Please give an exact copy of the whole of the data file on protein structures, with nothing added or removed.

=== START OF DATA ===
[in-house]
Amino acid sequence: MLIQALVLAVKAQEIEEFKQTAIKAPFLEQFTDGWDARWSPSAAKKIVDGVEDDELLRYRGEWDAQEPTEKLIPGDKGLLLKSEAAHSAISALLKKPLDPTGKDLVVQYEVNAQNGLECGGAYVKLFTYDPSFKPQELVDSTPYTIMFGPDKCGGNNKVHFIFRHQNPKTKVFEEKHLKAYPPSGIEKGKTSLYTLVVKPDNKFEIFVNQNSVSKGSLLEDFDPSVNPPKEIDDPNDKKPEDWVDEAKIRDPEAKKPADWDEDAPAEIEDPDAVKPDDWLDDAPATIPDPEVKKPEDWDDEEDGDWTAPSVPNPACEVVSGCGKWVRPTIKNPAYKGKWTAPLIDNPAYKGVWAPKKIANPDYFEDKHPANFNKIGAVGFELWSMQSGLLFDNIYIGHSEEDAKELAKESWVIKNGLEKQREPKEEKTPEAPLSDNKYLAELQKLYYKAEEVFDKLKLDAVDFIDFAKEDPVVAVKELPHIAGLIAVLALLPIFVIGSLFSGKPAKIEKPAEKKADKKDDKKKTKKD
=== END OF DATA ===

[in-house]
Amino acid sequence: MLIQALVLAVKAQEIEEFKQTAIKAPFLEQFTDGWDARWSPSAAKKIVDGVEDDELLRYRGEWDAQEPTEKLIPGDKGLLLKSEAAHSAISALLKKPLDPTGKDLVVQYEVNAQNGLECGGAYVKLFTYDPSFKPQELVDSTPYTIMFGPDKCGGNNKVHFIFRHQNPKTKVFEEKHLKAYPPSGIEKGKTSLYTLVVKPDNKFEIFVNQNSVSKGSLLEDFDPSVNPPKEIDDPNDKKPEDWVDEAKIRDPEAKKPADWDEDAPAEIEDPDAVKPDDWLDDAPATIPDPEVKKPEDWDDEEDGDWTAPSVPNPACEVVSGCGKWVRPTIKNPAYKGKWTAPLIDNPAYKGVWAPKKIANPDYFEDKHPANFNKIGAVGFELWSMQSGLLFDNIYIGHSEEDAKELAKESWVIKNGLEKQREPKEEKTPEAPLSDNKYLAELQKLYYKAEEVFDKLKLDAVDFIDFAKEDPVVAVKELPHIAGLIAVLALLPIFVIGSLFSGKPAKIEKPAEKKADKKDDKKKTKKD